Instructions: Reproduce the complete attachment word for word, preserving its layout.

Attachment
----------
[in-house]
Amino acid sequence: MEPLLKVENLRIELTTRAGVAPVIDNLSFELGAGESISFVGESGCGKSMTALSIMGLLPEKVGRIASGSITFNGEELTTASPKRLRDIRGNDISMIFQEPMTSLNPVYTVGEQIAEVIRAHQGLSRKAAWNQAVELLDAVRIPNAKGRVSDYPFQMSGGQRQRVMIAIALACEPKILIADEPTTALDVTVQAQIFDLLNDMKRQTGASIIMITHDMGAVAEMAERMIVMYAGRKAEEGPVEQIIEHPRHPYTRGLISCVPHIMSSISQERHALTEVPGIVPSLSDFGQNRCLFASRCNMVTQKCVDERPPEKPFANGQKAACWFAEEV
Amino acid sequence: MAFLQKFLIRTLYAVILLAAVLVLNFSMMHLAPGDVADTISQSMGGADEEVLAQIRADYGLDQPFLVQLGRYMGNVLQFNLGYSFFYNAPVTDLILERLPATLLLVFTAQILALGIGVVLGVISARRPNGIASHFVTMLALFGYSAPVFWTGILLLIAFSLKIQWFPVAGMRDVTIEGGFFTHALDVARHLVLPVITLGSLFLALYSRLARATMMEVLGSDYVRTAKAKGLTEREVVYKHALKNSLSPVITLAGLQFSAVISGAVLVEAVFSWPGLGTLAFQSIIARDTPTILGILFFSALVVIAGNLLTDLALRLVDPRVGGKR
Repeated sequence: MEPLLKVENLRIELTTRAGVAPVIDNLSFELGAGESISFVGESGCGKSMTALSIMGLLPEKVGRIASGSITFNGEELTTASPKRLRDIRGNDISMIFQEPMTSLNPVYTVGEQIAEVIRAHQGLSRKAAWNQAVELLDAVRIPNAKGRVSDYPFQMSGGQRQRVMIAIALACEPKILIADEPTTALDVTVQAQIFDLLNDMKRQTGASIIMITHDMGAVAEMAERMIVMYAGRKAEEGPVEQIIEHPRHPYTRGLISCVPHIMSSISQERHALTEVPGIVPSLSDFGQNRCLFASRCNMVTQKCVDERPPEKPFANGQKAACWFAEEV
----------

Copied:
[in-house]
Amino acid sequence: MEPLLKVENLRIELTTRAGVAPVIDNLSFELGAGESISFVGESGCGKSMTALSIMGLLPEKVGRIASGSITFNGEELTTASPKRLRDIRGNDISMIFQEPMTSLNPVYTVGEQIAEVIRAHQGLSRKAAWNQAVELLDAVRIPNAKGRVSDYPFQMSGGQRQRVMIAIALACEPKILIADEPTTALDVTVQAQIFDLLNDMKRQTGASIIMITHDMGAVAEMAERMIVMYAGRKAEEGPVEQIIEHPRHPYTRGLISCVPHIMSSISQERHALTEVPGIVPSLSDFGQNRCLFASRCNMVTQKCVDERPPEKPFANGQKAACWFAEEV
Amino acid sequence: MAFLQKFLIRTLYAVILLAAVLVLNFSMMHLAPGDVADTISQSMGGADEEVLAQIRADYGLDQPFLVQLGRYMGNVLQFNLGYSFFYNAPVTDLILERLPATLLLVFTAQILALGIGVVLGVISARRPNGIASHFVTMLALFGYSAPVFWTGILLLIAFSLKIQWFPVAGMRDVTIEGGFFTHALDVARHLVLPVITLGSLFLALYSRLARATMMEVLGSDYVRTAKAKGLTEREVVYKHALKNSLSPVITLAGLQFSAVISGAVLVEAVFSWPGLGTLAFQSIIARDTPTILGILFFSALVVIAGNLLTDLALRLVDPRVGGKR
Repeated sequence: MEPLLKVENLRIELTTRAGVAPVIDNLSFELGAGESISFVGESGCGKSMTALSIMGLLPEKVGRIASGSITFNGEELTTASPKRLRDIRGNDISMIFQEPMTSLNPVYTVGEQIAEVIRAHQGLSRKAAWNQAVELLDAVRIPNAKGRVSDYPFQMSGGQRQRVMIAIALACEPKILIADEPTTALDVTVQAQIFDLLNDMKRQTGASIIMITHDMGAVAEMAERMIVMYAGRKAEEGPVEQIIEHPRHPYTRGLISCVPHIMSSISQERHALTEVPGIVPSLSDFGQNRCLFASRCNMVTQKCVDERPPEKPFANGQKAACWFAEEV